I Don’t Want To Be President – Percy Mayfield
“Presidential Requirements”
I Feel That Old Age Coming On – Wynonie Harris
“Give a Buck”
Lincoln And Liberty Too – Pete Seeger
“Robert Todd Lincoln”
Living In The White House – JB Lenoir
“The White House”
“Nixon/Kennedy Debate”
Don’t Smoke In Bed – Nina Simone
Phone Call
Roosevelt’s In Trinidad – Atilla
Why I Like Roosevelt – The Soul Stirrers
“Malady in A Minor”
It’s All In The Game – Tommy Edwards
“Alvin Barkley”
Walkin’ – Joe Liggins & The Honeydrippers
When You Walk In The Room – Jackie DeShannon
Richard Lewis on Presidents
High Hopes – Frank Sinatra
Sinatra & Kennedy
Mr. Moon – Clover
E-Mail
Superbird – Country Joe & The Fish
When Cleveland is Going Out (Snippet)
Funky President – James Brown
“Presidential Scandals”
John C. Reilly Promo
“Suicide Record”
Gloomy Sunday – Billie Holiday
“I Like Ike”
That Was The President – Phil Ochs
(Gotta Go) Upside Your Head – Buddy & Ella Johnson
Dead Presidents – Little walter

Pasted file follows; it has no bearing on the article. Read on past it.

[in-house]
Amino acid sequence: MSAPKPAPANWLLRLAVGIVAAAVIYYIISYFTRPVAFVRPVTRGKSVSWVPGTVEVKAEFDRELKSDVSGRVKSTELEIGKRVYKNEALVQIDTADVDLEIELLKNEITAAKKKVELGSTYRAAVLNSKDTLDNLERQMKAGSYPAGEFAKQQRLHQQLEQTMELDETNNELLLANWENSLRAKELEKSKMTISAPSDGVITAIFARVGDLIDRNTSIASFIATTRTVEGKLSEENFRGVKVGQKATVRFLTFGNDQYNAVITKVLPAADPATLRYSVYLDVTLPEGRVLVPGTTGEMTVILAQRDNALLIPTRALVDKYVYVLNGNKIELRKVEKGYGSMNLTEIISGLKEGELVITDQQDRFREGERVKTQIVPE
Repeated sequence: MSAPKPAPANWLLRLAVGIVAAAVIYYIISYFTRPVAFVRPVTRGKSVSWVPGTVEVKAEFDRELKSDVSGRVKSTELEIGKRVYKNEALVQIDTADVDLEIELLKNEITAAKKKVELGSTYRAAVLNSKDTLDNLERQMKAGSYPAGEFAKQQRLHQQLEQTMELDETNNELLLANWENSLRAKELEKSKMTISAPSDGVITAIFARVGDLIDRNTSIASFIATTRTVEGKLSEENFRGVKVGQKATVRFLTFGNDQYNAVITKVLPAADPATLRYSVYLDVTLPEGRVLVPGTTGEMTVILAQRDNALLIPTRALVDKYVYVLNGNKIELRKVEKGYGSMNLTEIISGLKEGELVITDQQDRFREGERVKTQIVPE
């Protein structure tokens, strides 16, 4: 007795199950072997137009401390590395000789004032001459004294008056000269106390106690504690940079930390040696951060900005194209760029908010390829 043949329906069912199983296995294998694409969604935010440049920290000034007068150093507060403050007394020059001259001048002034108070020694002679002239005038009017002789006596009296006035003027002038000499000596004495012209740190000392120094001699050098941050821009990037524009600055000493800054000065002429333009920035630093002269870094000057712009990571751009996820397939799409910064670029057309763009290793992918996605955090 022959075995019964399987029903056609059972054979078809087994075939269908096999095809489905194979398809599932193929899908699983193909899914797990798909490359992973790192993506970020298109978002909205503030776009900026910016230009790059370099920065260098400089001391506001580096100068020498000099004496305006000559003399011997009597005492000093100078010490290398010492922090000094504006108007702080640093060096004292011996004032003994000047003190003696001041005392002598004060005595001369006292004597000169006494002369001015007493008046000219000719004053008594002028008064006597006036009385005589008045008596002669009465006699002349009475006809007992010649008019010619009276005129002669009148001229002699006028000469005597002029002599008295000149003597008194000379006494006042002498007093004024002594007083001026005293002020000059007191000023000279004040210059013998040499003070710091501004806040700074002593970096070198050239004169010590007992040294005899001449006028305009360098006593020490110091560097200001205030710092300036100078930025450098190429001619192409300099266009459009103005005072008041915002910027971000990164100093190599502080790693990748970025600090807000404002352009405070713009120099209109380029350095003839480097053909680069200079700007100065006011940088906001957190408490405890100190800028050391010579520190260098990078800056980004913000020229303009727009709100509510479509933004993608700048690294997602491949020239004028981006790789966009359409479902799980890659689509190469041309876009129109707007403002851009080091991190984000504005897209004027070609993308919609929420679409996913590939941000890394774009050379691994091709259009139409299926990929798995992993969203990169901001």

“LBJ”
Impeach The President – Roy C. & The Honeydrippers
“Impeachment”
Politics – Hank Penny
“Song Sharking”
Penn Jillette: Poem Song Collector
Richard Nixon – Rod & The MSR Singers
Jimmy Carter Says Yes – Jimmy Marshall
Mr. President Have Pity On The Working Man – Randy Newman
If I Can Dream – Elvis Presley
Closing/End Credits

Here she be Dylanite dogs – in two different forms!

Various individual show components recorded as individual mp3s;


part2:

Big thanks to blindwilly / charlespoet!

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October 30, 2008 Posted by | BOB DYLAN THEME TIME RADIO HOUR, Music_ClassicRock, _BOB DYLAN, _MUSIC | Leave a comment

All About Victoria Yun 5

Stunning shot of the lovely Victoria Yun by the always excellent hakanphotography !

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October 30, 2008 Posted by | hakanphotography, Korea, Victoria Yun, _BABE | Leave a comment